The battle for the fourth generation wireless networks is officially on.
At the Mobile World Congress trade show in Bareclona today, Verizon Wireless announced that it has selected Ericsson and Alcatel-Lucent to provide the bulk of the telecom equipment for its new fourth-generation wireless network. Verizon also tapped Starent Networks to provide some gear as well. This win can translate into billions of dollars in business over the next few years.
The stocks of all three companies jumped 1.5% today, while the major indexes were flat or down slightly.
There were a few losers as well. The decision is a blow to other equipment suppliers that participated in trials with Verizon and Vodafone but weren’t selected to build the network: Nortel Networks Corp., Motorola Corp., Huawei Technologies Co., and Nokia Siemens Networks, the joint venture between Nokia Corp. and Siemens AG.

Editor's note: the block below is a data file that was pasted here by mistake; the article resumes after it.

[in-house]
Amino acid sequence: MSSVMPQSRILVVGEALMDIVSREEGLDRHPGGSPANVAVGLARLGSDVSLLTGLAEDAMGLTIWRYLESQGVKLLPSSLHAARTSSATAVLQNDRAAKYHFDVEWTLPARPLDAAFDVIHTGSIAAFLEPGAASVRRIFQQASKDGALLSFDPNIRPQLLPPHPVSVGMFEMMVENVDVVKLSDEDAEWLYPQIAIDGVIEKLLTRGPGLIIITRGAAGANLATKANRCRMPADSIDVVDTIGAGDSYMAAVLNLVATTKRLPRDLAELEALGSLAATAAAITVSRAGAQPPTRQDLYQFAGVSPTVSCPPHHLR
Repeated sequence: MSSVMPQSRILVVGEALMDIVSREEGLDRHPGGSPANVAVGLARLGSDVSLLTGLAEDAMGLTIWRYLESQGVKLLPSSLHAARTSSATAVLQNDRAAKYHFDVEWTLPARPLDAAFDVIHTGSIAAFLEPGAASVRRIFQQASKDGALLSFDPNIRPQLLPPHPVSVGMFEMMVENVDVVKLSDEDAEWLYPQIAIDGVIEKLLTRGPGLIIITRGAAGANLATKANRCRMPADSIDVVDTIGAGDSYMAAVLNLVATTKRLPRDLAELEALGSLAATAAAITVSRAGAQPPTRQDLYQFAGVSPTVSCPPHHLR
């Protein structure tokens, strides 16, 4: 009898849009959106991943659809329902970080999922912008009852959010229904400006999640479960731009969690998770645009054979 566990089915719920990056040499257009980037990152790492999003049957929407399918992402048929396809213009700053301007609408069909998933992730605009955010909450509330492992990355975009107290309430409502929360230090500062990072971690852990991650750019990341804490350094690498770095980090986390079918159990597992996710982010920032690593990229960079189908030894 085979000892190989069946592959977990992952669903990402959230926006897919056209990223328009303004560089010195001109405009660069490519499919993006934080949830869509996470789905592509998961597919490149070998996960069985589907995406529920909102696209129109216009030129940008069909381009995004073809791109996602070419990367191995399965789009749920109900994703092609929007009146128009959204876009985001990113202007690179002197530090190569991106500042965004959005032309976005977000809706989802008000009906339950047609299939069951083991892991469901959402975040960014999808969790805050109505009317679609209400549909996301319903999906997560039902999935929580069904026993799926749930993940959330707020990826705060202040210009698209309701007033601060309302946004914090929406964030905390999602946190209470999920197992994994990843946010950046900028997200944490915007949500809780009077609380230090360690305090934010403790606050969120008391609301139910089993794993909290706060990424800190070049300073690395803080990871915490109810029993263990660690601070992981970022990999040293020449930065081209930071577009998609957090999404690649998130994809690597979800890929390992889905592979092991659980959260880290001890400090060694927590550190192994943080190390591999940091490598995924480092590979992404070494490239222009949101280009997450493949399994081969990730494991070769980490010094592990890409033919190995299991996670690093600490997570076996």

Nokia Siemens wasn’t a total loser, though. It got picked to be a supplier for one of the network’s subsystems that will run multimedia applications.
Known as Long-Term Evolution, or LTE, the new technology will give wireless consumers a true broadband experience on their cell phones and handheld devices so they can watch high-quality video and listen to music without delay or interruption.
Verizon plans to offer the so-called LTE network starting in 2010. Field trials of the network in Minneapolis, Columbus, Ohio, Northern New Jersey and Europe have demonstrated download rates of 50 to 60 Mbps.
Verizon’s announcement also spooked investors in Clearwire, which is offering a service on a competing technology called WiMax. Verizon Wireless’ 4G LTE deployment uses the company’s recently acquired 700 MHz spectrum. WiMax, which is backed by Sprint, Clearwire and tech industry heavyweights such as Intel and Google.
Clearwire’s stock fell more than 2% on the news, as well as the announcement by Comcast that it took a $600 million write-down on its $1 billion investment in Clearwire.
Clearwire even put out a release in response to the Verizon news, trying to spin a negative into a positive. In the statement, Clearwire made the bold claim that “today, Clearwire customers experience better speeds and bandwidth than what is being described as next year’s LTE networks.”
Let the trash talking begin!